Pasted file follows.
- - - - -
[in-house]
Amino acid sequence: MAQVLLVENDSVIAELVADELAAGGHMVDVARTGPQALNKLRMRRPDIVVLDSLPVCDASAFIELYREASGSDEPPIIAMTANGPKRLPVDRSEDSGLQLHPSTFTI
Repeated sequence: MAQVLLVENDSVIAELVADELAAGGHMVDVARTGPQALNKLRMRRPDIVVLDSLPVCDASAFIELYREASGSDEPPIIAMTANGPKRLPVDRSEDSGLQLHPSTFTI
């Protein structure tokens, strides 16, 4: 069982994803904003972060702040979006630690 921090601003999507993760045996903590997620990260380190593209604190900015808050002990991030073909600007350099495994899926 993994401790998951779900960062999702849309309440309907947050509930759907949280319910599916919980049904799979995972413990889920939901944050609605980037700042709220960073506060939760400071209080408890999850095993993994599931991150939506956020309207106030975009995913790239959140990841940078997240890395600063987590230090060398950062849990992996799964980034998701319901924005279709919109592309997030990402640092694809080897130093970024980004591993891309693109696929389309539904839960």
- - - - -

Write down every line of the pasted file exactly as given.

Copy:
[in-house]
Amino acid sequence: MAQVLLVENDSVIAELVADELAAGGHMVDVARTGPQALNKLRMRRPDIVVLDSLPVCDASAFIELYREASGSDEPPIIAMTANGPKRLPVDRSEDSGLQLHPSTFTI
Repeated sequence: MAQVLLVENDSVIAELVADELAAGGHMVDVARTGPQALNKLRMRRPDIVVLDSLPVCDASAFIELYREASGSDEPPIIAMTANGPKRLPVDRSEDSGLQLHPSTFTI
């Protein structure tokens, strides 16, 4: 069982994803904003972060702040979006630690 921090601003999507993760045996903590997620990260380190593209604190900015808050002990991030073909600007350099495994899926 993994401790998951779900960062999702849309309440309907947050509930759907949280319910599916919980049904799979995972413990889920939901944050609605980037700042709220960073506060939760400071209080408890999850095993993994599931991150939506956020309207106030975009995913790239959140990841940078997240890395600063987590230090060398950062849990992996799964980034998701319901924005279709919109592309997030990402640092694809080897130093970024980004591993891309693109696929389309539904839960």